What speed LAN hardware do you really need?

Fred langa By Fred Langa

It’s always tempting to buy the fastest-possible hardware, but sometimes it’s just a waste of money.

Fortunately, some free tests can help you ensure that your networking gear is the right speed for the tasks you actually perform.

When faster isn’t necessarily better

Reader Rick Buse’s comments on my Oct. 14 item, “Networking via your electrical wiring,” bring up some interesting — and perhaps controversial — issues.
  • “I read with interest your comments about your power-line network adapters. I, too, opted to go the power-line adapter route in my apartment for Netflix streaming. I bought a couple of highly-rated Netgear Adapters (XAVB-101) and got 85 megabit-per-second (Mbps) throughput, according to the software.

    “However, that was with an older 10/100 router. I purchased a 10/100/1000 (a k a, Gigabit Ethernet) router to replace the old one. My power-line adapters immediately connected at the higher throughput, and I now get 195 Mbps (according to the configuration software) between my two adapters!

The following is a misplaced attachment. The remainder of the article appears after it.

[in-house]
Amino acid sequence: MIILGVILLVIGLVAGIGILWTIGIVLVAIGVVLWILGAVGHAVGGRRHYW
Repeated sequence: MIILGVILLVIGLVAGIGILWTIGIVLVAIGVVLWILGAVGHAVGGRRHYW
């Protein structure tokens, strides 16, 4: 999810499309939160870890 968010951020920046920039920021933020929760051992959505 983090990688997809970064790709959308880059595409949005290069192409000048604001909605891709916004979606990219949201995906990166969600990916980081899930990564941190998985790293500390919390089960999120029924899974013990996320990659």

“So, anyone interested in this kind of setup might want to invest in a router with Gigabit Ethernet.”

Yes, very high-speed power-line networking is available, and clearly, your gear is capable of impressive speeds.

This may surprise you, but I deliberately chose a slower setup that’s limited to 85 Mbps. For me — and I suspect many others — paying extra for the fastest-possible local networking gear wouldn’t deliver any meaningful benefit. Here’s why:

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All Windows Secrets articles posted on 2010-11-04:

Fred Langa

About Fred Langa

Fred Langa is senior editor. His LangaList Newsletter merged with Windows Secrets on Nov. 16, 2006. Prior to that, Fred was editor of Byte Magazine (1987 to 1991) and editorial director of CMP Media (1991 to 1996), overseeing Windows Magazine and others.